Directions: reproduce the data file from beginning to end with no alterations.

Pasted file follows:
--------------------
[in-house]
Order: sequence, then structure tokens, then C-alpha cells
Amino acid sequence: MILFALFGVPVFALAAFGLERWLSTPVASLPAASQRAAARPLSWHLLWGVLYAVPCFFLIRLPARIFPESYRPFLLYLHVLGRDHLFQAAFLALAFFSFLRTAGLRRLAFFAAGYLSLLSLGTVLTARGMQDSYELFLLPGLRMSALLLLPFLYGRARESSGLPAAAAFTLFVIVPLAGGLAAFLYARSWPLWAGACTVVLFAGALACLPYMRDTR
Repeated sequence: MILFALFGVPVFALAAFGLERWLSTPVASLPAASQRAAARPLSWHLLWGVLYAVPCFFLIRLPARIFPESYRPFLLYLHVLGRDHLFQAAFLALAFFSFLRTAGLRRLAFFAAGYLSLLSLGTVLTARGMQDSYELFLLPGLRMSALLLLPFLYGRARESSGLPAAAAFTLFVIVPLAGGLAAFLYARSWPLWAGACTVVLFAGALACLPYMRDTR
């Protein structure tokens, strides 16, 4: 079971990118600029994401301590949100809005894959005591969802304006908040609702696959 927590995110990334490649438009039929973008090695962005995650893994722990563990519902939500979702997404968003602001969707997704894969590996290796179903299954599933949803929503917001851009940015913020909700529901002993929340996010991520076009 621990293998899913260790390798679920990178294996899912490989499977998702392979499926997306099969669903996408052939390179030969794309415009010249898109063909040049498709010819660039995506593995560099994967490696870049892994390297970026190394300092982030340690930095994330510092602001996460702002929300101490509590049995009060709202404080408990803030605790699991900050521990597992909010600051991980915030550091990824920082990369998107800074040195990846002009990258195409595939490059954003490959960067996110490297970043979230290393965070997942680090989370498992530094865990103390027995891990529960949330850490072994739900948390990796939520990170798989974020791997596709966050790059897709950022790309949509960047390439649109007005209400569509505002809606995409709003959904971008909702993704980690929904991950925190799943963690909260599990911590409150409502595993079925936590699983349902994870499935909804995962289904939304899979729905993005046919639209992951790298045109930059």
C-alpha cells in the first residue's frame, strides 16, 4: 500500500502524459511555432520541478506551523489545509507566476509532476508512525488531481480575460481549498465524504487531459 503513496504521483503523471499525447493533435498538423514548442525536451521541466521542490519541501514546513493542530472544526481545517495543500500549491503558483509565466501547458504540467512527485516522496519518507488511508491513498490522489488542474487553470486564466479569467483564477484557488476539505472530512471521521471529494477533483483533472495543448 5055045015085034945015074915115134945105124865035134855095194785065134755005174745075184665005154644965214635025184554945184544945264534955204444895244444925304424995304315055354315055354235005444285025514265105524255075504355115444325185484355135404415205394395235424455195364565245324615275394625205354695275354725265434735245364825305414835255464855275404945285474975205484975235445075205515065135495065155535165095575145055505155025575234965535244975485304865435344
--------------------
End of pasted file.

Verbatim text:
[in-house]
Order: sequence, then structure tokens, then C-alpha cells
Amino acid sequence: MILFALFGVPVFALAAFGLERWLSTPVASLPAASQRAAARPLSWHLLWGVLYAVPCFFLIRLPARIFPESYRPFLLYLHVLGRDHLFQAAFLALAFFSFLRTAGLRRLAFFAAGYLSLLSLGTVLTARGMQDSYELFLLPGLRMSALLLLPFLYGRARESSGLPAAAAFTLFVIVPLAGGLAAFLYARSWPLWAGACTVVLFAGALACLPYMRDTR
Repeated sequence: MILFALFGVPVFALAAFGLERWLSTPVASLPAASQRAAARPLSWHLLWGVLYAVPCFFLIRLPARIFPESYRPFLLYLHVLGRDHLFQAAFLALAFFSFLRTAGLRRLAFFAAGYLSLLSLGTVLTARGMQDSYELFLLPGLRMSALLLLPFLYGRARESSGLPAAAAFTLFVIVPLAGGLAAFLYARSWPLWAGACTVVLFAGALACLPYMRDTR
């Protein structure tokens, strides 16, 4: 079971990118600029994401301590949100809005894959005591969802304006908040609702696959 927590995110990334490649438009039929973008090695962005995650893994722990563990519902939500979702997404968003602001969707997704894969590996290796179903299954599933949803929503917001851009940015913020909700529901002993929340996010991520076009 621990293998899913260790390798679920990178294996899912490989499977998702392979499926997306099969669903996408052939390179030969794309415009010249898109063909040049498709010819660039995506593995560099994967490696870049892994390297970026190394300092982030340690930095994330510092602001996460702002929300101490509590049995009060709202404080408990803030605790699991900050521990597992909010600051991980915030550091990824920082990369998107800074040195990846002009990258195409595939490059954003490959960067996110490297970043979230290393965070997942680090989370498992530094865990103390027995891990529960949330850490072994739900948390990796939520990170798989974020791997596709966050790059897709950022790309949509960047390439649109007005209400569509505002809606995409709003959904971008909702993704980690929904991950925190799943963690909260599990911590409150409502595993079925936590699983349902994870499935909804995962289904939304899979729905993005046919639209992951790298045109930059």
C-alpha cells in the first residue's frame, strides 16, 4: 500500500502524459511555432520541478506551523489545509507566476509532476508512525488531481480575460481549498465524504487531459 503513496504521483503523471499525447493533435498538423514548442525536451521541466521542490519541501514546513493542530472544526481545517495543500500549491503558483509565466501547458504540467512527485516522496519518507488511508491513498490522489488542474487553470486564466479569467483564477484557488476539505472530512471521521471529494477533483483533472495543448 5055045015085034945015074915115134945105124865035134855095194785065134755005174745075184665005154644965214635025184554945184544945264534955204444895244444925304424995304315055354315055354235005444285025514265105524255075504355115444325185484355135404415205394395235424455195364565245324615275394625205354695275354725265434735245364825305414835255464855275404945285474975205484975235445075205515065135495065155535165095575145055505155025575234965535244975485304865435344